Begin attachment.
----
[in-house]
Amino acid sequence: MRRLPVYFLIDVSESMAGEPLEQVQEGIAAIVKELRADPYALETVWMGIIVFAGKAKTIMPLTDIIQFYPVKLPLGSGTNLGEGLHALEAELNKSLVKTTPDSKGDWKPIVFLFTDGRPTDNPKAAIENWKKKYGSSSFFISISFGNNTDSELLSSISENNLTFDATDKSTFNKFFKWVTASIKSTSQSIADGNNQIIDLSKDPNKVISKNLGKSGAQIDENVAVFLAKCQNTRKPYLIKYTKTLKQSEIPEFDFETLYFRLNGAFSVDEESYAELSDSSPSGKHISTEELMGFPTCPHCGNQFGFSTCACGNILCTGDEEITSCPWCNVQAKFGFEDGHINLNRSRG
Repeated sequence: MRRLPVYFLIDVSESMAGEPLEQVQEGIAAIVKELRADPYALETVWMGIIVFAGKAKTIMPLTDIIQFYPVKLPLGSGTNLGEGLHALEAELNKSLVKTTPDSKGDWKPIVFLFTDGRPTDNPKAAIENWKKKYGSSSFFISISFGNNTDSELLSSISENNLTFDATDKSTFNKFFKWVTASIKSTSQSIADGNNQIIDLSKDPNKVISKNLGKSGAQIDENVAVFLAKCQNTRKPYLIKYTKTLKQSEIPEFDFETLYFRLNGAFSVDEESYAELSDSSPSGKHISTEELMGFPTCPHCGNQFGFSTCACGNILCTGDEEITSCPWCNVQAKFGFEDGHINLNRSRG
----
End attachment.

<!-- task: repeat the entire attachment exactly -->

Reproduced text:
[in-house]
Amino acid sequence: MRRLPVYFLIDVSESMAGEPLEQVQEGIAAIVKELRADPYALETVWMGIIVFAGKAKTIMPLTDIIQFYPVKLPLGSGTNLGEGLHALEAELNKSLVKTTPDSKGDWKPIVFLFTDGRPTDNPKAAIENWKKKYGSSSFFISISFGNNTDSELLSSISENNLTFDATDKSTFNKFFKWVTASIKSTSQSIADGNNQIIDLSKDPNKVISKNLGKSGAQIDENVAVFLAKCQNTRKPYLIKYTKTLKQSEIPEFDFETLYFRLNGAFSVDEESYAELSDSSPSGKHISTEELMGFPTCPHCGNQFGFSTCACGNILCTGDEEITSCPWCNVQAKFGFEDGHINLNRSRG
Repeated sequence: MRRLPVYFLIDVSESMAGEPLEQVQEGIAAIVKELRADPYALETVWMGIIVFAGKAKTIMPLTDIIQFYPVKLPLGSGTNLGEGLHALEAELNKSLVKTTPDSKGDWKPIVFLFTDGRPTDNPKAAIENWKKKYGSSSFFISISFGNNTDSELLSSISENNLTFDATDKSTFNKFFKWVTASIKSTSQSIADGNNQIIDLSKDPNKVISKNLGKSGAQIDENVAVFLAKCQNTRKPYLIKYTKTLKQSEIPEFDFETLYFRLNGAFSVDEESYAELSDSSPSGKHISTEELMGFPTCPHCGNQFGFSTCACGNILCTGDEEITSCPWCNVQAKFGFEDGHINLNRSRG